As you may or may not have learned, I am a high school English teacher in a small, mostly rural town in northeast Kansas. Perhaps you may not realize, but this is not a place where adults ride bicycles. At least it's not common. If an adult rides a bike, it must be for recreation, not as a viable transportation source.My students, as you might imagine, have inherited their parents' attitudes about the bicycle: it's for kids; it's a toy; don't ride a bike when you can drive; driving is a rite of passage into adulthood; only liberal kooks ride bikes.
Well, generally that is the attitude I encounter. I'm somewhat of a novelty. However, the students gradually are becoming at least curious about how much I ride and why. It could be that my example may possibly lead some of them to begin questioning why they're driving: because it's easy; because it's the "cool" thing to do; because a vehicle is an extension of my personality; because I want to fit in; because I don't know any other viable mode of transport.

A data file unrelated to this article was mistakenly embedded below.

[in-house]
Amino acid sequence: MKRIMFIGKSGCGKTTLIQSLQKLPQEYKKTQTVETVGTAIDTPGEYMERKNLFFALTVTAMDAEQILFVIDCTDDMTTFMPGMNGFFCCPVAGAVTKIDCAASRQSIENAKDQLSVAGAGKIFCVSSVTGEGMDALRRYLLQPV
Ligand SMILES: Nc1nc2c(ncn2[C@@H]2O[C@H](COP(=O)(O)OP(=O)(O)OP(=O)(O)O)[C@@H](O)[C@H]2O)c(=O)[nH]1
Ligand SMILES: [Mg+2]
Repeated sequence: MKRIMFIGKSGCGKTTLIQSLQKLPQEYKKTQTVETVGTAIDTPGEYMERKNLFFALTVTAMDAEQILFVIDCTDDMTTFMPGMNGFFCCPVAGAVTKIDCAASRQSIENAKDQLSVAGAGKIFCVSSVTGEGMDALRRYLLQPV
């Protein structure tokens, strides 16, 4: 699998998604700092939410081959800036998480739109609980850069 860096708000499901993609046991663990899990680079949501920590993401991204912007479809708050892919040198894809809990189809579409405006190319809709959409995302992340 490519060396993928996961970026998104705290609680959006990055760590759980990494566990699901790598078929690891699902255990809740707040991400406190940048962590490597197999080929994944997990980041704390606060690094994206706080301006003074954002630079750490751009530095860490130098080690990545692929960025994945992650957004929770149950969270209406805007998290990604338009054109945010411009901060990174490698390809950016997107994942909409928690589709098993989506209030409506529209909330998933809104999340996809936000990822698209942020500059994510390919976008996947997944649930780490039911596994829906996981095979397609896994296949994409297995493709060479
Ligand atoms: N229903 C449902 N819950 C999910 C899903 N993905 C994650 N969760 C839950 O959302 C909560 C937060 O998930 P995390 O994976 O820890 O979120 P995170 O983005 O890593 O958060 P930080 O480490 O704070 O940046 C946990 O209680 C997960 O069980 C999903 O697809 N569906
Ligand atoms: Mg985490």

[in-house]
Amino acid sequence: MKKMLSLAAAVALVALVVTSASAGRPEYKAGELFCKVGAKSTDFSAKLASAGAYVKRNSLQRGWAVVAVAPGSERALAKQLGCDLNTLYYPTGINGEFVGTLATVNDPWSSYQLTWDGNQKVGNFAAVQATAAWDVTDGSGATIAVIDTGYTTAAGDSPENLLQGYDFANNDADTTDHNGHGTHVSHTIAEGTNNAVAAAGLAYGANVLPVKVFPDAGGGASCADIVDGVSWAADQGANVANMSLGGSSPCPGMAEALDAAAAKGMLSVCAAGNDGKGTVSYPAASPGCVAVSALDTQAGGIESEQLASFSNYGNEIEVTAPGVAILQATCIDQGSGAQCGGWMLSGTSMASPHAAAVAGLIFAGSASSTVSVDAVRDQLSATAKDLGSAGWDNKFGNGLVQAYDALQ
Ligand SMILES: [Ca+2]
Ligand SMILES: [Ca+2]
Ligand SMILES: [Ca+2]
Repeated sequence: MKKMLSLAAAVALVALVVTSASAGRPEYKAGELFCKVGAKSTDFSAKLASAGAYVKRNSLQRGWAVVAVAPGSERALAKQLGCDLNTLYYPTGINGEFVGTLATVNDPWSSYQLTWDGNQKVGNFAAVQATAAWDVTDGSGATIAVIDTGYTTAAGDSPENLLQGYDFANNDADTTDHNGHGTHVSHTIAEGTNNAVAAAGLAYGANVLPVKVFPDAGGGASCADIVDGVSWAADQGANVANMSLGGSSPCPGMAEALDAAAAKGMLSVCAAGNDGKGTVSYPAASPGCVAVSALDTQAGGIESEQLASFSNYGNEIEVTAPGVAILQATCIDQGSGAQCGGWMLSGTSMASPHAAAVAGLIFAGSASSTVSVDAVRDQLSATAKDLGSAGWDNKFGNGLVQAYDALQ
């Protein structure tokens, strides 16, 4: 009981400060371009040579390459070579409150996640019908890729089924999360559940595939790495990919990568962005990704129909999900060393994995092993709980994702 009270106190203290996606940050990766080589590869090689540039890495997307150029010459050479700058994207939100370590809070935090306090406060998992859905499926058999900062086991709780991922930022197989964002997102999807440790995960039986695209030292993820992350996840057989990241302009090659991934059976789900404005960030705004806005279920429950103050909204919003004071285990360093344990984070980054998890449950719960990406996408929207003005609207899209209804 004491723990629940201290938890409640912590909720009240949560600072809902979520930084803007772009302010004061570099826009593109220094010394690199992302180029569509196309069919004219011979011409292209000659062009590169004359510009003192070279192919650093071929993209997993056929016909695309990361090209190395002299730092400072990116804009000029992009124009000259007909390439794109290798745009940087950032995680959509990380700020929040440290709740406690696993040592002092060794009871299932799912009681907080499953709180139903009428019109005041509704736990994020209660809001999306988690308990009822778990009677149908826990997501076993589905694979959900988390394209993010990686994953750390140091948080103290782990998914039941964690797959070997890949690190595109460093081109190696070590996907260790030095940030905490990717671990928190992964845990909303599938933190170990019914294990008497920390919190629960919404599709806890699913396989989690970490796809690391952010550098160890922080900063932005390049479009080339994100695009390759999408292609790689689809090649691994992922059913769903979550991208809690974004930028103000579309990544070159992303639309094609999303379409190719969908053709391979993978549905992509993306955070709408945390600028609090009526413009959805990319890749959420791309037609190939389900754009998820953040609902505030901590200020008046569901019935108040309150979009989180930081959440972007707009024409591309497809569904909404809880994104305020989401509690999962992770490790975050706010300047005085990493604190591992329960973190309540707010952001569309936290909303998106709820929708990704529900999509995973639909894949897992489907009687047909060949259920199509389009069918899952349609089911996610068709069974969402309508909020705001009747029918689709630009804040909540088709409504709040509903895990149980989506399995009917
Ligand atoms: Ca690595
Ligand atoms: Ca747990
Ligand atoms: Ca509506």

If the students are slowly, grudgingly, mockingly beginning to ask questions, it could be that in the years to come students here in Kansas might finally catch on to the benefits of cycling. After all, Kansas is ideal for cycling.
With the technological innovations coming at us all in ever increasing frequency, and with the emerging green culture, it is one of the best times to cycle. So much immediate information is available at our fingertips, the cyclist rarely need feel out of pocket the way they may have felt in years past. The palm size communications systems available out there, which also make calls b.t.w., allow a cyclist to take the world with him or her when they cycle.
The i-generation gives to culture, and to the environment, and to family. The i-generation also takes care of themselves. Remember, there is no "I" in team; but, there is in bike!